# Lennie Friedlander

### Professor of Mathematics

Office: Room 716, Mathematics building; tel: 6212742

E-mail: friedlan@math.arizona.edu

I grew up and went to school in Moscow, Russia. Graduated from the Moscow
Institute of Electronics and Mathematics (MIEM) in 1976 with the diploma
in Applied Mathematics (a rough equivalent of the MS degree.)
I started my
research with Mikhail Agranovich who was (and still is) a professor in MIEM.
After couple of years, I decided that I would like to move to the US.
That move took time, but, finally, in 1987 I found myself in Boston, MA.
I went to Graduate School, and in 1989 I got my PhD in Mathematics from MIT.
Victor Guillemin was my dissertation advisor. For two years, I was
an Adjunct Assistant Professor in UCLA, and, from 1991, I am on the faculty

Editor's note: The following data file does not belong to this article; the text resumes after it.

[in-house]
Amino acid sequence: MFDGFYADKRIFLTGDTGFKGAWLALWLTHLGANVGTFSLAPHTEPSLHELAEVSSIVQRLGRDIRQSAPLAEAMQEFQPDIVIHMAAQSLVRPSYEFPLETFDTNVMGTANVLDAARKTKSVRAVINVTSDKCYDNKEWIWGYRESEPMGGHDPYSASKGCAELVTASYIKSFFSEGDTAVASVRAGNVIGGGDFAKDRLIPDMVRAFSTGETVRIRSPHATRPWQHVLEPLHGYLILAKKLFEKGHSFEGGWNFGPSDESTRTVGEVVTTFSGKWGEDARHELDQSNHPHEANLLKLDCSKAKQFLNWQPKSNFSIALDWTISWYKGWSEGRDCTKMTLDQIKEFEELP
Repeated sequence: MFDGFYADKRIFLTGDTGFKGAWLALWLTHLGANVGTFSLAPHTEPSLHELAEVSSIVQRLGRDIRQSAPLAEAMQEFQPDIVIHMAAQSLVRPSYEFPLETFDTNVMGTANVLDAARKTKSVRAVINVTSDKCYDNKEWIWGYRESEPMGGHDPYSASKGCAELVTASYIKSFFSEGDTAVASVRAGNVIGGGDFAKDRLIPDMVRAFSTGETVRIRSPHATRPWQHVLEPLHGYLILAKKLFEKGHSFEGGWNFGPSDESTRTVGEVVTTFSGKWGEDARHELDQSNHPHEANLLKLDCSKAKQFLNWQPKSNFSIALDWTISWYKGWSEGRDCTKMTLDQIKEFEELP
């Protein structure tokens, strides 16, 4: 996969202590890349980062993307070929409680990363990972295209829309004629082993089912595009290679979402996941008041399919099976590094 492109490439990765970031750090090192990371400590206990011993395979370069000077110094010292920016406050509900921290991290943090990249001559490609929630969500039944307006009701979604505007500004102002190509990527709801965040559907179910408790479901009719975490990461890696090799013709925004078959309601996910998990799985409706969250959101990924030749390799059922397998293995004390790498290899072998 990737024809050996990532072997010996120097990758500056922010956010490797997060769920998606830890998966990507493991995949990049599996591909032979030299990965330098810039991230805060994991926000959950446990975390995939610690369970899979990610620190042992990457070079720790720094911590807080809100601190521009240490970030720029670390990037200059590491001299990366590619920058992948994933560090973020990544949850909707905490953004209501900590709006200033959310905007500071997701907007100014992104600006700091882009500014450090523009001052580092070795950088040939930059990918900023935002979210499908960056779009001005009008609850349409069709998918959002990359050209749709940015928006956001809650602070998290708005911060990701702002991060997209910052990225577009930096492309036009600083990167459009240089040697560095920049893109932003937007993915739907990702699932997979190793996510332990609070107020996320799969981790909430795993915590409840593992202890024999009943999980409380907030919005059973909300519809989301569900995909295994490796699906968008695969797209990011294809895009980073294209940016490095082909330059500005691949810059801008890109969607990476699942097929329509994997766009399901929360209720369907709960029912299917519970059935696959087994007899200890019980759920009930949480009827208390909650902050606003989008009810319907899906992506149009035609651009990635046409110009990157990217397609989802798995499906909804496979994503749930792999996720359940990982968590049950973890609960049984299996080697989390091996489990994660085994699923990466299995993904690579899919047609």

in the University of Arizona.

My field of research is * spectral geometry.* The motion of an
object, say, of a membrane, is usually modeled by a differential equation.
A membrane has *natural frequencies* that a person with a perfect
ear is able to distinguish (my ear is far from being perfect.) To compute
these frequencies, one has to find the spectrum of the corresponding
differential operator. The spectrum
depends on the shape (the geometry) of the membrane.
Most people know that a bigger drum
has lower tones, and usually it is not difficult to distinguish a violin
from a bass. Spectral geometry studies all kind of relationships between
the spectrum and the geometry. Some research in spectral geometry is motivated
by theoretical physics.
Here is
the list of my publications.

I have taught Precalculus, Calculus I,II,III; upper division
undergraduate courses in ODE and PDE; graduate courses in Complex Analysis,
Real Analysis,
Principles of Analysis, PDE, Hilbert and Banach spaces, Geometry/Topology,
Global Differential Geometry, and Spectral Geometry (a special topics course.)

In the Fall of 2016, I teach
Math. 534A (Geometry/Topology)
and a special topics course
Introduction to Microlocal Analysis